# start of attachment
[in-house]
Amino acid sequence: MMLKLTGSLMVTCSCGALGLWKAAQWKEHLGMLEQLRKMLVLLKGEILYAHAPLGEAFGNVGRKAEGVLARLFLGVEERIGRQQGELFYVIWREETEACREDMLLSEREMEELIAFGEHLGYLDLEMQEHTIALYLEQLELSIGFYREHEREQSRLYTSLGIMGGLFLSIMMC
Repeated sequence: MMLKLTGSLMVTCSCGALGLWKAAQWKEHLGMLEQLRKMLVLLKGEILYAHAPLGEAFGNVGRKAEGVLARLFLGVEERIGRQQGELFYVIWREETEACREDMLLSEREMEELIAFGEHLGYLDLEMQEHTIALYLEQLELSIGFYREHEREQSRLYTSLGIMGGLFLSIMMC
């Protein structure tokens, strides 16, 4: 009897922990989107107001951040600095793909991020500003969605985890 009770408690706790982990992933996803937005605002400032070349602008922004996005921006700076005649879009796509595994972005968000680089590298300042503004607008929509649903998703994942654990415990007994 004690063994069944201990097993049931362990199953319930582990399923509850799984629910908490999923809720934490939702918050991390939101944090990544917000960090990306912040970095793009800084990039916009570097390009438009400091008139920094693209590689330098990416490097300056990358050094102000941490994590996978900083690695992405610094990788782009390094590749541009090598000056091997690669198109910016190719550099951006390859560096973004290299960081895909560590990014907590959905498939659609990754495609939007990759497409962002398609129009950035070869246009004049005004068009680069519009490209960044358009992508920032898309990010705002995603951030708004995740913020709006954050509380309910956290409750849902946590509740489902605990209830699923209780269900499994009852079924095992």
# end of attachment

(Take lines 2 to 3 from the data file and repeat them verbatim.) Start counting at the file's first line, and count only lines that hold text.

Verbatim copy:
Amino acid sequence: MMLKLTGSLMVTCSCGALGLWKAAQWKEHLGMLEQLRKMLVLLKGEILYAHAPLGEAFGNVGRKAEGVLARLFLGVEERIGRQQGELFYVIWREETEACREDMLLSEREMEELIAFGEHLGYLDLEMQEHTIALYLEQLELSIGFYREHEREQSRLYTSLGIMGGLFLSIMMC
Repeated sequence: MMLKLTGSLMVTCSCGALGLWKAAQWKEHLGMLEQLRKMLVLLKGEILYAHAPLGEAFGNVGRKAEGVLARLFLGVEERIGRQQGELFYVIWREETEACREDMLLSEREMEELIAFGEHLGYLDLEMQEHTIALYLEQLELSIGFYREHEREQSRLYTSLGIMGGLFLSIMMC